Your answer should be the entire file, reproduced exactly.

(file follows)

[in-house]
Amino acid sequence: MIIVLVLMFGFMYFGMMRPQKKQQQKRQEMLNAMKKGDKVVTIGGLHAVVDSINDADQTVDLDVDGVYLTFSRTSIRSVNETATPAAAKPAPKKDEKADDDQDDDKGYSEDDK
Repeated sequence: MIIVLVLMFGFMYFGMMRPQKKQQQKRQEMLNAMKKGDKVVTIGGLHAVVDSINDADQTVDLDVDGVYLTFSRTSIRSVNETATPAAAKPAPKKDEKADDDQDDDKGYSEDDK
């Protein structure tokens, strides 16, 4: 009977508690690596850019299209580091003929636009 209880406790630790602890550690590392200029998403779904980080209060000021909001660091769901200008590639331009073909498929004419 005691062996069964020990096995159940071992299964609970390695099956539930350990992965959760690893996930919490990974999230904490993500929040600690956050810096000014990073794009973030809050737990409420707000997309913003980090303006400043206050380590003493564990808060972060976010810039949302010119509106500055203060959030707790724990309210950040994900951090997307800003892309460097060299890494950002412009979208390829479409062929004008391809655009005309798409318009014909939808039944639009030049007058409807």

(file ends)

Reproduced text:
[in-house]
Amino acid sequence: MIIVLVLMFGFMYFGMMRPQKKQQQKRQEMLNAMKKGDKVVTIGGLHAVVDSINDADQTVDLDVDGVYLTFSRTSIRSVNETATPAAAKPAPKKDEKADDDQDDDKGYSEDDK
Repeated sequence: MIIVLVLMFGFMYFGMMRPQKKQQQKRQEMLNAMKKGDKVVTIGGLHAVVDSINDADQTVDLDVDGVYLTFSRTSIRSVNETATPAAAKPAPKKDEKADDDQDDDKGYSEDDK
């Protein structure tokens, strides 16, 4: 009977508690690596850019299209580091003929636009 209880406790630790602890550690590392200029998403779904980080209060000021909001660091769901200008590639331009073909498929004419 005691062996069964020990096995159940071992299964609970390695099956539930350990992965959760690893996930919490990974999230904490993500929040600690956050810096000014990073794009973030809050737990409420707000997309913003980090303006400043206050380590003493564990808060972060976010810039949302010119509106500055203060959030707790724990309210950040994900951090997307800003892309460097060299890494950002412009979208390829479409062929004008391809655009005309798409318009014909939808039944639009030049007058409807």